The women in tech debate: are we still in the era of unconscious gender bias?

GUEST BLOG: In this contributed blog post, Dr Joanne Phoenix, interim executive director at Sensor City asks how far we’ve really come in eliminating gender bias

In recent years, we have seen a significant shift in gender imbalance, particularly in science, technology, engineering and maths (Stem) sectors. In fact, according to WISE, over 900,000 women are in core Stem roles today, meaning we are on track to take that figure to 1 million by 2020.

Some countries are leading the way. If we look at America, for example, the state of California has now enforced a law that requires public companies to have a woman on their board. Closer to home, the UK has made it compulsory for companies that employ over 250 people to publicly declare the salaries of their male and female staff members. The aim is to gain greater transparency around gender pay gaps and tackle inequality.

Regulations like these are a far cry from where we were even just two years ago and have been monumental for generating greater diversity in tech and, with any luck, will be rolled out on a global scale in the years to come. However, while we have come a long way – with the percentage of women working in Stem jumping from 13% in 2014 to 24% in 2018 – there is still some way to go to eliminate inequality completely. Unconscious gender bias for example, is still ripe, especially in younger generations.

Unsurprisingly, last year’s A-level results showed that girls were less likely to choose Stem subjects than boys, and even though girls received the overall majority of A levels in the UK (55%), just 43% of A levels awarded to girls were in Stem subjects.

To increase the numbers, we need to understand what is stopping girls from choosing to study Stem subjects at school, and kickstart taking the necessary steps that will lead them to pursue careers in the sector.

There are plenty of movements across the UK and beyond that are doing just this. The InnovateHer programme, for example, is decreasing the gender imbalance in technology by helping girls aged 12 to 16 learn the skills needed to pursue a career in tech. The programme is delivered within schools across the North West to encourage girls to take Stem subjects at GCSE and A level, as a way of increasing the number of women in Stem and challenging the status quo.

Shining a light on female role models – like the ladies at InnovateHer – is an extremely powerful way to inspire and empower young girls because it creates a community of female figures and mentors for them to look up to. This is both genders’ responsibility, and we need to actively highlight the impact that women are having on the tech sector, based on the merit of their contribution.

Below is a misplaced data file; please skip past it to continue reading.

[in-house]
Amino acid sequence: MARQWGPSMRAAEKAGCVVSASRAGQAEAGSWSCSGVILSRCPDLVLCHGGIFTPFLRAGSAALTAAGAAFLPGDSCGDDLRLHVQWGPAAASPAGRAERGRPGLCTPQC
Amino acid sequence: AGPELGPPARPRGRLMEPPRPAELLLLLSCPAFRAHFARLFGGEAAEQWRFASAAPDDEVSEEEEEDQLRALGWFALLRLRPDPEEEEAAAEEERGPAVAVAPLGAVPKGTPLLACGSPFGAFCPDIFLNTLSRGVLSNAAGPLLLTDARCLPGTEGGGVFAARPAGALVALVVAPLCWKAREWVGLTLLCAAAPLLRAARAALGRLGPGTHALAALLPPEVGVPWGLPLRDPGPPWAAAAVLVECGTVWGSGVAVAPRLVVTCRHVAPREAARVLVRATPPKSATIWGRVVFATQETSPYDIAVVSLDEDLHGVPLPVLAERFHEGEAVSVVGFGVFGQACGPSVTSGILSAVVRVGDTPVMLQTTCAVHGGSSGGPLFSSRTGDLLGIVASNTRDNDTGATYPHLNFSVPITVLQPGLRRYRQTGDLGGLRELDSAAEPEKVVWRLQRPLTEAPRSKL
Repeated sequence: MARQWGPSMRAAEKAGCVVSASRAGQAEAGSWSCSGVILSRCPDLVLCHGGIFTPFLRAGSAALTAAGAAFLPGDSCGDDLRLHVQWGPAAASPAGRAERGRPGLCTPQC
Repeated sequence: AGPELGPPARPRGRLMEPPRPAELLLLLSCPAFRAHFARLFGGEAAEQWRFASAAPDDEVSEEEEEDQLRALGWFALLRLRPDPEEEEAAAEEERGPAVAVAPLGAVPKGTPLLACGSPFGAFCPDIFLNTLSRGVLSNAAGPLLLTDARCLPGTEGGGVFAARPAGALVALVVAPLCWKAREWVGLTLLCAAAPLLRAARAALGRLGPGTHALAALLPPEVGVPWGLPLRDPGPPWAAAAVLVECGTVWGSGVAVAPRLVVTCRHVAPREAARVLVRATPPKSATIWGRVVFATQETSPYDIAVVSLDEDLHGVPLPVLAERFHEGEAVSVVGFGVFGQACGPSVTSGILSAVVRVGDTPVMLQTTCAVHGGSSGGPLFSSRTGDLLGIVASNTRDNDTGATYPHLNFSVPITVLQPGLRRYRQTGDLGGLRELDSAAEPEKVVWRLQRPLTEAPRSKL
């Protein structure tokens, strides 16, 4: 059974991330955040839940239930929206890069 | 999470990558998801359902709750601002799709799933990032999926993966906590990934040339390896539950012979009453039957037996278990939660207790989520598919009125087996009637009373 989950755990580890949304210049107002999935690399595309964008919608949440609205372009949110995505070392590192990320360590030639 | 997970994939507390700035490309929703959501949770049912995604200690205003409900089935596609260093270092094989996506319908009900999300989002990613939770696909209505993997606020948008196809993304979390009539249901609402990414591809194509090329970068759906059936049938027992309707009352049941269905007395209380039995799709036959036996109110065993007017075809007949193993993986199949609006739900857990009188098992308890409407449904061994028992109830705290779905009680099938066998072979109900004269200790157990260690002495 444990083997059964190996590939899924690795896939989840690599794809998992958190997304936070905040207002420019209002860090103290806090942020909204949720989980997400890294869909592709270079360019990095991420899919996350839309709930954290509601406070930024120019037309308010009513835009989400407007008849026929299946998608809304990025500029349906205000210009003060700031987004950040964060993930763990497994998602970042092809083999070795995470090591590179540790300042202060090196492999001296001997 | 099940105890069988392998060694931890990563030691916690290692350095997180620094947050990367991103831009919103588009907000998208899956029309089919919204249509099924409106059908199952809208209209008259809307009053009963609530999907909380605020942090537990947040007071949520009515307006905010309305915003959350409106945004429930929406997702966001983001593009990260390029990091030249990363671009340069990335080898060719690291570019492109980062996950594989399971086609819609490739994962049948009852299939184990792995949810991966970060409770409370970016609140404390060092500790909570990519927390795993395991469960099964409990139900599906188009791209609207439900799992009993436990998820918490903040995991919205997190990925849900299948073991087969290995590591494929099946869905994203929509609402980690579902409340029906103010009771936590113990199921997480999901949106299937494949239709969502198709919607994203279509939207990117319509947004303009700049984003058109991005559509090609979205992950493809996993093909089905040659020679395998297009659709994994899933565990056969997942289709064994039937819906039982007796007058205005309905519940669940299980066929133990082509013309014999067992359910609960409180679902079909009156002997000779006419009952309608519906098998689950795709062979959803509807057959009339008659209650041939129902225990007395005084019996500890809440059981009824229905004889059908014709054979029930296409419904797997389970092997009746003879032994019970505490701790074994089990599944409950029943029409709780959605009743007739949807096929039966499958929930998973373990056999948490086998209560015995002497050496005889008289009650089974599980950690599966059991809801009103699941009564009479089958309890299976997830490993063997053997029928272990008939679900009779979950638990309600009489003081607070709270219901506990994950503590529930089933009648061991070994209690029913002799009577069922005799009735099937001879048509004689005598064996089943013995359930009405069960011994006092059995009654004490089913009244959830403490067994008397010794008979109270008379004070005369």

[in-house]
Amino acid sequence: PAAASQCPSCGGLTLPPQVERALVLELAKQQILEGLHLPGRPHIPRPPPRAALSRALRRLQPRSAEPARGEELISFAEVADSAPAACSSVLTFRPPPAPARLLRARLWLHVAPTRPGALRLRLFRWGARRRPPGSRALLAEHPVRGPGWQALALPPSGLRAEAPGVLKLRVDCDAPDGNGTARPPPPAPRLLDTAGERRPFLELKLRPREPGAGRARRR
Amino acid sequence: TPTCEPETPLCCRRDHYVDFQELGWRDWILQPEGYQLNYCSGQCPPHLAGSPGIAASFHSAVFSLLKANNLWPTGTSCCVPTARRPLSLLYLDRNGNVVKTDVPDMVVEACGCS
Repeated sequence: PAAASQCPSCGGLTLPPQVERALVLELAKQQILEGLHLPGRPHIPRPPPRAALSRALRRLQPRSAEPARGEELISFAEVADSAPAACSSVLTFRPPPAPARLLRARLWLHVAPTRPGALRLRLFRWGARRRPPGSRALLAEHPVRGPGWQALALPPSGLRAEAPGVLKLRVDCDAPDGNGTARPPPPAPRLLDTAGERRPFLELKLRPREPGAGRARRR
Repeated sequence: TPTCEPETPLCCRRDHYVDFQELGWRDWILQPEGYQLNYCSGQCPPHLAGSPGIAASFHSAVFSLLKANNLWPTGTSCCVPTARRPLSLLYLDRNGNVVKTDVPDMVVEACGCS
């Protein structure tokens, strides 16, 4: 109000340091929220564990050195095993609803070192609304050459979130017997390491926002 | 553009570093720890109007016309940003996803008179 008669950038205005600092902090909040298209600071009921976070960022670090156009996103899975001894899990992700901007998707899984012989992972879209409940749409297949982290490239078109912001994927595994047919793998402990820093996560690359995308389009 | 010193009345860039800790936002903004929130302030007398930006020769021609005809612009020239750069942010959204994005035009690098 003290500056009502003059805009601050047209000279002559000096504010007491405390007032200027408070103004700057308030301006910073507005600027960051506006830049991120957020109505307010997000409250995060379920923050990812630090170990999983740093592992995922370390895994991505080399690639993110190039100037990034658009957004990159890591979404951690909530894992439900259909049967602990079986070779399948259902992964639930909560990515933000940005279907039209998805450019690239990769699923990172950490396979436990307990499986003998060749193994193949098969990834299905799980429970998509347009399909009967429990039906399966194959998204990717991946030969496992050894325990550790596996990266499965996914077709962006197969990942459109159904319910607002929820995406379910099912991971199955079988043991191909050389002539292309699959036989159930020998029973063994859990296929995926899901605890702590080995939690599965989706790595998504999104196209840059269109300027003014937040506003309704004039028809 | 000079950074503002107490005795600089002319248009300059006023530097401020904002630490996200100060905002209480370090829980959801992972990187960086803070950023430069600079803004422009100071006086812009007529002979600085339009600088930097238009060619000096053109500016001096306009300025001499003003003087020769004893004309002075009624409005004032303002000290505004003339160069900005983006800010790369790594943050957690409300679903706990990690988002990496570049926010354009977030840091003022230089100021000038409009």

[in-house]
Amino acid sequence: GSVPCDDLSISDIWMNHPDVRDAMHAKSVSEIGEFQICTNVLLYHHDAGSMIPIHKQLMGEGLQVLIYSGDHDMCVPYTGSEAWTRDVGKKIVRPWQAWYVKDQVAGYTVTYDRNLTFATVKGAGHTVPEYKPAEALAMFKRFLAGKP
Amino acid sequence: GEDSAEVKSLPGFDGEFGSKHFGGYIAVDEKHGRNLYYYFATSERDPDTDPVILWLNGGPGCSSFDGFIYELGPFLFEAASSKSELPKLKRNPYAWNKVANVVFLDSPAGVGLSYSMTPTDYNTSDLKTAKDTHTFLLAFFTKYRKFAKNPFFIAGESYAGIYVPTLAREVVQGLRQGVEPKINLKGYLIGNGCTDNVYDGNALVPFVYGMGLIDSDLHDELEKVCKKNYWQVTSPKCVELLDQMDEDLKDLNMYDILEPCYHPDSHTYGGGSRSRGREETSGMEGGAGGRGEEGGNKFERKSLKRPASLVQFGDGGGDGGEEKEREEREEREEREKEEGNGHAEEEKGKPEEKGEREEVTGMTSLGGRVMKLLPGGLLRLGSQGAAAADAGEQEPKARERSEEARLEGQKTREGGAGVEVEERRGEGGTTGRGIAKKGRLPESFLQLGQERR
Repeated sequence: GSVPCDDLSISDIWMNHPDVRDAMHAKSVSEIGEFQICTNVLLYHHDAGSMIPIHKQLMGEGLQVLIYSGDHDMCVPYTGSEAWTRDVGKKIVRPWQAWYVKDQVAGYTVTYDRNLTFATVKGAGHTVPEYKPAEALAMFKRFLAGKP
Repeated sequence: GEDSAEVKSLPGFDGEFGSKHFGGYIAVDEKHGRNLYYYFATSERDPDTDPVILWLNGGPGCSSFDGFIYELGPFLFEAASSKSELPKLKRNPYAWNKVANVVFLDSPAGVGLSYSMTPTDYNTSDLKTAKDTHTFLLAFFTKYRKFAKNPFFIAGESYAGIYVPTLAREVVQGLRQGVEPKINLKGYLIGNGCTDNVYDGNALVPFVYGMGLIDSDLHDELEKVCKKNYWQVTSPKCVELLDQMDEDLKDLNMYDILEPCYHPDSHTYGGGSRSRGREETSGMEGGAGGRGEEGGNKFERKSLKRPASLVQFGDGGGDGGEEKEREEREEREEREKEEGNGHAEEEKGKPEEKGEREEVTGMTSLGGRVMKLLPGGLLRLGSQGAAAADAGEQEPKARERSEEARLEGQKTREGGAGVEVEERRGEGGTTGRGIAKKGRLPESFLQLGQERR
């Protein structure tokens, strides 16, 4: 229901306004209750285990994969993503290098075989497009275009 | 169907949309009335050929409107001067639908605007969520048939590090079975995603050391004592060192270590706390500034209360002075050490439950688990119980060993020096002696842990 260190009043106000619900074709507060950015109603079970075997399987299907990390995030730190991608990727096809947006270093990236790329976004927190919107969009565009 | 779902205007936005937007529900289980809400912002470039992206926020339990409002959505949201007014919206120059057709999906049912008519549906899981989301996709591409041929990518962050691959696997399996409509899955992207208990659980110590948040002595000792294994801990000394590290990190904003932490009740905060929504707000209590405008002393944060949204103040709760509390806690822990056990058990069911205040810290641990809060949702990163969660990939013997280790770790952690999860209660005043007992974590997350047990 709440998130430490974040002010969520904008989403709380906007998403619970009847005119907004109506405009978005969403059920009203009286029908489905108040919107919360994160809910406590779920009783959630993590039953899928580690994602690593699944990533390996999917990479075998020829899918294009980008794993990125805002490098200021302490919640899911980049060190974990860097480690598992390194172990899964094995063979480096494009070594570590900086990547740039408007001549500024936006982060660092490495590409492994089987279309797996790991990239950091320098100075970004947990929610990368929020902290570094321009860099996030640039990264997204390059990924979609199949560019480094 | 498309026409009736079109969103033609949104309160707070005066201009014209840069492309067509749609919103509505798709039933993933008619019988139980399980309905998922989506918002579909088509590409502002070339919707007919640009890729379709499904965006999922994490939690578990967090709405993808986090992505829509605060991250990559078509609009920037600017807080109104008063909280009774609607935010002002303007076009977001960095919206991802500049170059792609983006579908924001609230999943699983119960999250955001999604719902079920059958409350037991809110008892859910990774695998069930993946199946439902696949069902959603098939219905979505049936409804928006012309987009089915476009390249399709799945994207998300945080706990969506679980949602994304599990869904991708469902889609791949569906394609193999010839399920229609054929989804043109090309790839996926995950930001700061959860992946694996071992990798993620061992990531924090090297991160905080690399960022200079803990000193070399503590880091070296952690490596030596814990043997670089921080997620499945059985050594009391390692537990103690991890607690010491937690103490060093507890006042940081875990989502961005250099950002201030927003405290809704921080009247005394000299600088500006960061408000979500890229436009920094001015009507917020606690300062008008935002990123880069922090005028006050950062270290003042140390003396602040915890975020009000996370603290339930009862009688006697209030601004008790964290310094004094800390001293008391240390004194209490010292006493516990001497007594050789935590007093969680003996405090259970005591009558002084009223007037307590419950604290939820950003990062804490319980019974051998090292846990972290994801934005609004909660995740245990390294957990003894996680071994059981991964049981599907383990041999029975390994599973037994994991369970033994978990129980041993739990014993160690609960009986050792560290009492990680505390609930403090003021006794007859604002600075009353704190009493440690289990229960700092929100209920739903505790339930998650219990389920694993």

Another problem where unconscious gender bias is evident is in recruitment. From how a job description is written, to how it’s promoted and the application process, it can often inadvertently steer towards a male audience.

How men and women respond to job descriptions is an issue in itself. This is a difficult area to tackle as, on the whole, there are innate sex differences to how men and women perceive and act in the workplace. Addressing this can only have an impact if it starts at an early age, and if the messaging continues throughout primary, secondary and higher education.

If we start to implement these changes in education and recruitment to tackle the gender issue in Stem then we will naturally start to see more women partaking in industry events, speaking panels and meetings. From experience, the number of women that actively participate in these environments is, most of the time, much lower than the number of men. In fact, a report by Open Society Foundations reviewed data on 12,600 speaking roles from 2012 to mid-2017 and  found that men remain prevalent, with women making up just 25% of conference speakers over the five-year period.

What’s clear is that we still have a long way to go to fix gender equality in Stem. However, I am confident that if we continue on the path we’ve set ourselves on, acknowledging bias and implementing change, this time next year we will be in a much different position.

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